EU opens probe into Amazon tax dealings in Luxembourg
European Union anti-trust regulators opened a probe into Internet shopping giant Amazon's tax arrangements with Luxembourg on Tuesday on the grounds that the deals may amount to illegal state aid.
The announcement follows in the tracks of similar probes into the tax arrangements of iPhone-maker Apple in Ireland, coffee-shop chain Starbucks in the Netherlands and the financial arm of automaker Fiat, also in Luxembourg.
EU Competition Commissioner Joaquin Almunia told reporters that under a 2003 deal Amazon recorded most of its European profits through its Luxembourg arm, but that these profits were not taxed in Luxembourg.
“It is only fair that subsidiaries of multinational companies pay their share of taxes and do not receive preferential treatment which could amount to hidden subsidies,” he said.
The European Commission has no jurisdiction over national tax policies — a cherished prerogative of member states, so the probes are strictly limited to rules governing free competition between EU countries.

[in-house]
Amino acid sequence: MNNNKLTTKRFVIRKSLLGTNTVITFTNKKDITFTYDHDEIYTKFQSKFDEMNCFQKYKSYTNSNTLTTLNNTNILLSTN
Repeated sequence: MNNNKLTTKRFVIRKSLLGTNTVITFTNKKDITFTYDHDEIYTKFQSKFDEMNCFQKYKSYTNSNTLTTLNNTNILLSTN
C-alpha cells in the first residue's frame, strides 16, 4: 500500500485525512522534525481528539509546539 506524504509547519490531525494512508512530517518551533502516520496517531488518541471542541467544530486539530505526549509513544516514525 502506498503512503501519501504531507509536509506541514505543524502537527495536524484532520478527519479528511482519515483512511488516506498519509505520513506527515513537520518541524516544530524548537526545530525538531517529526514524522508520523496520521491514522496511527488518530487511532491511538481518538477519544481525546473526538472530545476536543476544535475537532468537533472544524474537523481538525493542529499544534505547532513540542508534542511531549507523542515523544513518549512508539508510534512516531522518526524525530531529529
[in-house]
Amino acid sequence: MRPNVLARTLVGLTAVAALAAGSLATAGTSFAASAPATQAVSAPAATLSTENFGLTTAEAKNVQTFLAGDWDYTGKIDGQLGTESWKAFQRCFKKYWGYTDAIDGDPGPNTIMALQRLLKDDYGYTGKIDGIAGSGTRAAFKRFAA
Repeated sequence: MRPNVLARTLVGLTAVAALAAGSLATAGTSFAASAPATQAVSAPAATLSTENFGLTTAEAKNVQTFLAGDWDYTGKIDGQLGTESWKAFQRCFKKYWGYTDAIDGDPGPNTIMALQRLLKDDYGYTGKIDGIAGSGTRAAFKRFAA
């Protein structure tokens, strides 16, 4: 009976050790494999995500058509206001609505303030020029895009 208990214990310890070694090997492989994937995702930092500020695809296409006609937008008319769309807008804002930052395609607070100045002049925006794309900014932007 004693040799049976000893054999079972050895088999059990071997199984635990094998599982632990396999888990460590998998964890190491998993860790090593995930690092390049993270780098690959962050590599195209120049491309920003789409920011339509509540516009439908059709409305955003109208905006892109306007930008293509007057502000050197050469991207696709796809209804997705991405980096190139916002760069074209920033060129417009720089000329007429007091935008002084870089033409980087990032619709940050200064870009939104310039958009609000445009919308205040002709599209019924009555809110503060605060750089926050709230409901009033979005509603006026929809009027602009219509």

Under the microscope are so-called “tax rulings”, special arrangements made with tax authorities before a company chooses to domicile activities in a given country in the 28-nation EU.
Brussels regulators can intervene if they suspect that favourable tax deals amount to promises of indirect subsidies by governments that are seeking to attract businesses at the expense of other member states.
The Commission, the EU’s executive arm, said the probe would “examine whether the decision by Luxembourg’s tax authorities with regard to the corporate income tax to be paid by Amazon complies with the EU rules on state aid,” the statement said.
Apple and Amazon and other mostly US-based multinationals have come under intense pressure from politicians and campaigners over their tax deals.
Critics saying sweetheart arrangements allow companies to move billions in earnings from higher taxed countries to lower taxed ones.
The investigation of Luxembourg’s tax affairs also comes just weeks before Jean-Claude Juncker, the tiny country’s former prime minister, is to take the reins of the European Commission.
According to the Financial Times, the Luxembourg government initially refused to cooperate with Brussels on the Amazon tax deal probe, but softened its approach once Juncker was nominated to head the Commission.
“I welcome that cooperation with Luxembourg has improved significantly,” Almunia said in the statement, without referring to Juncker.